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I think davits are a great investment... but I think a large arch is a better investment. Solar has made our lives considerably more enjoyable and you can easily have an arch built to take both.

My opinions only...

Brian
We have solar on our davits that works great. We were going to just pull the dinghy on deck each night with a spare halyard, but we needed a good place to mount the solar.

Now, using this setup, I would have saved the money and mounted the panels on the bimini... just pulled the dinghy on deck.

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post #9 of 17 Old 09-16-2010
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It is not a simple answer (or question). You have to consider a lot of things including:
- where are you going (near shore, somewhat protected (eg most of Bahamas) or offshore
- what kind of dinghy do you want and how big an OB (this choice alone could require you to have davits)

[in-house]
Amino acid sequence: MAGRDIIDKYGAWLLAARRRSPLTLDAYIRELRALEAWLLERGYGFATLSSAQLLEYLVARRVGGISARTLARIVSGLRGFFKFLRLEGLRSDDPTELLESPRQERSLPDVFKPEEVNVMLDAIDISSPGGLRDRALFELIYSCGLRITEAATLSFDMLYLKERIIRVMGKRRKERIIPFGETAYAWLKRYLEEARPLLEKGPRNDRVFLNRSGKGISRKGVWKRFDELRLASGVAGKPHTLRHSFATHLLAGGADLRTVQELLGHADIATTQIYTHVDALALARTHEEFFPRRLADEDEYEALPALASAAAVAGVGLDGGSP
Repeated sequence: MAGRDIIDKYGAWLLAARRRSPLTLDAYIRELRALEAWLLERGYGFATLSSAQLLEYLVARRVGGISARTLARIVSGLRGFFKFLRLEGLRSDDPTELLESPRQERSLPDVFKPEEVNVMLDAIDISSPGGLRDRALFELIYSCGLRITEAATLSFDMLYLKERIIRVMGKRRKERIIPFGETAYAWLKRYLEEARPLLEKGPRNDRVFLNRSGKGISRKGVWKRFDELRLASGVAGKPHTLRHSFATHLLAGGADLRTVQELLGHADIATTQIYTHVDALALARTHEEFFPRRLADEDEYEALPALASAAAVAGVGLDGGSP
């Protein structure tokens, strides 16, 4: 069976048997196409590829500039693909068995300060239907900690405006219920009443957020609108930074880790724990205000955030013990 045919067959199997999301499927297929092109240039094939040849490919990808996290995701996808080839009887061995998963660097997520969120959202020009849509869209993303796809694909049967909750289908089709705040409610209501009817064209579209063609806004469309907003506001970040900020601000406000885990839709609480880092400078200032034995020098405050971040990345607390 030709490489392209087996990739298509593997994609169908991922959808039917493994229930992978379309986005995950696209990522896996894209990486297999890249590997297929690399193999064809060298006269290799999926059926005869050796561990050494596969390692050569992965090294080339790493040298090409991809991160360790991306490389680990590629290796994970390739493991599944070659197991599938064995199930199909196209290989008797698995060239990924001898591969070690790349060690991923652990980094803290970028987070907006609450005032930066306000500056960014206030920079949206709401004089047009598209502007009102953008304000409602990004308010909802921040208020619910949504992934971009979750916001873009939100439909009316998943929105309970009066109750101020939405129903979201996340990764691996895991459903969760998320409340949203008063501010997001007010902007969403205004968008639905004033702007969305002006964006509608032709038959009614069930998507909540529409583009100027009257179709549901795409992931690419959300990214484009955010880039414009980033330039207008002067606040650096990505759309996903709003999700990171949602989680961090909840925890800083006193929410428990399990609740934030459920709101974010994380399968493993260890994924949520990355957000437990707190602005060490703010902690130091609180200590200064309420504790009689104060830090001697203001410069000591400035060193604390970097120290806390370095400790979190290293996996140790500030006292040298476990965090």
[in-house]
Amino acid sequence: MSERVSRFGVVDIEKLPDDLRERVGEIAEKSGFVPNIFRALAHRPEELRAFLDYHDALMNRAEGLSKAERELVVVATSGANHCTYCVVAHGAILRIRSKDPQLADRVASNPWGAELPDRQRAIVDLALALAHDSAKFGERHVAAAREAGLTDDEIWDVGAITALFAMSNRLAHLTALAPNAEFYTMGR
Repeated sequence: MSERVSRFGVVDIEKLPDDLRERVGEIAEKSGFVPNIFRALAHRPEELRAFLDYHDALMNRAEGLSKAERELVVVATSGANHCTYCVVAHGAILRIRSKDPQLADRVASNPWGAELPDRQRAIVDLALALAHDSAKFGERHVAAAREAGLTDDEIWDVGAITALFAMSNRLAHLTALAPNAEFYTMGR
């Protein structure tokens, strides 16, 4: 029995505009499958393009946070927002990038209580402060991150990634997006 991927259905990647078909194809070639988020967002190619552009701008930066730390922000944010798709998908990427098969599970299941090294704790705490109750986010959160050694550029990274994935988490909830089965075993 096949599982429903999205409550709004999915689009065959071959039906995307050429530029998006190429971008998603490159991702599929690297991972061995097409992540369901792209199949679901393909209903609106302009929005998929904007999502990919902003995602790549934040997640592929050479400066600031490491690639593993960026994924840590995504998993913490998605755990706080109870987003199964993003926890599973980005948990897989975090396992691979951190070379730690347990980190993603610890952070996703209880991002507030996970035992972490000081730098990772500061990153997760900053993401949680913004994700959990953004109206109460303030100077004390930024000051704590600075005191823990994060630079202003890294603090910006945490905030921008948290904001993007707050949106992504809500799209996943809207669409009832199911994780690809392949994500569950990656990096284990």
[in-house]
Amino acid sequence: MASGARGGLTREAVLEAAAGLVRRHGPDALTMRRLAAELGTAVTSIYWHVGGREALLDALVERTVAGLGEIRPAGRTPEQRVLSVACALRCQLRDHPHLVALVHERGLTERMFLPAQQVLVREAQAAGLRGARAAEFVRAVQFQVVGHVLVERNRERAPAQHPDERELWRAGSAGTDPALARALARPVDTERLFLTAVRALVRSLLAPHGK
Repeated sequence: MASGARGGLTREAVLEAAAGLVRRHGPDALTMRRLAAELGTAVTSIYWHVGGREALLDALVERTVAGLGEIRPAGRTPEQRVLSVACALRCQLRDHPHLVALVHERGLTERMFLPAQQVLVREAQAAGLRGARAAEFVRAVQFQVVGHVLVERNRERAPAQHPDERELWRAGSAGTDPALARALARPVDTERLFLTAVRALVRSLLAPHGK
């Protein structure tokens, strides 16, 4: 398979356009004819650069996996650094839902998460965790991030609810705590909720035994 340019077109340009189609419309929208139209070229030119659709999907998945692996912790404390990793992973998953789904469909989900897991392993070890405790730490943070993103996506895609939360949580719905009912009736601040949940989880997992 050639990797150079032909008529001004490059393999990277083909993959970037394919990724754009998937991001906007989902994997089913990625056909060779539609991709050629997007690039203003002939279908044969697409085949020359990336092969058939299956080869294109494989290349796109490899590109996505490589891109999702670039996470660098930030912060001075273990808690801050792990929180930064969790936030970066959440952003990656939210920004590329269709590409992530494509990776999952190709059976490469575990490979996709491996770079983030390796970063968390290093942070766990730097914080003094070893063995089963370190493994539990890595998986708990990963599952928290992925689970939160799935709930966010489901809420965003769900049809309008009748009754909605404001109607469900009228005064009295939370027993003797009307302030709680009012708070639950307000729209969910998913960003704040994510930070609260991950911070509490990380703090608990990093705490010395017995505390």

- if you are doing serious cruising, will you have vane steering; what we saw in the Eastern Caribbean was that boat had davits or vane steering - saw no boats with both, don't even know if it is possible

We have a 10' air floor Walker Bay with a 6 hp motor. We have a dedicated motor hoist mounted to our wind gen post at the transom and use a spinnaker halyard to life the boat (works great). We either 1) tow with motor on for short distances in very protected conditions. 2) Tow with motor off (and everything out of the dink - even between islands (~40 nm) in open ocean with normal conditions )~5-7 foot swells - it tows beautifully in such conditions and does not even pick up much spray. 3) Stow dinghy upside down on foredeck inflated (get in way of inner stay though and we can only leave one side open to access bow area. 4) Deflate dinghy and rollup and store just in front of mast (former liferaft went here and there is the bracket for it.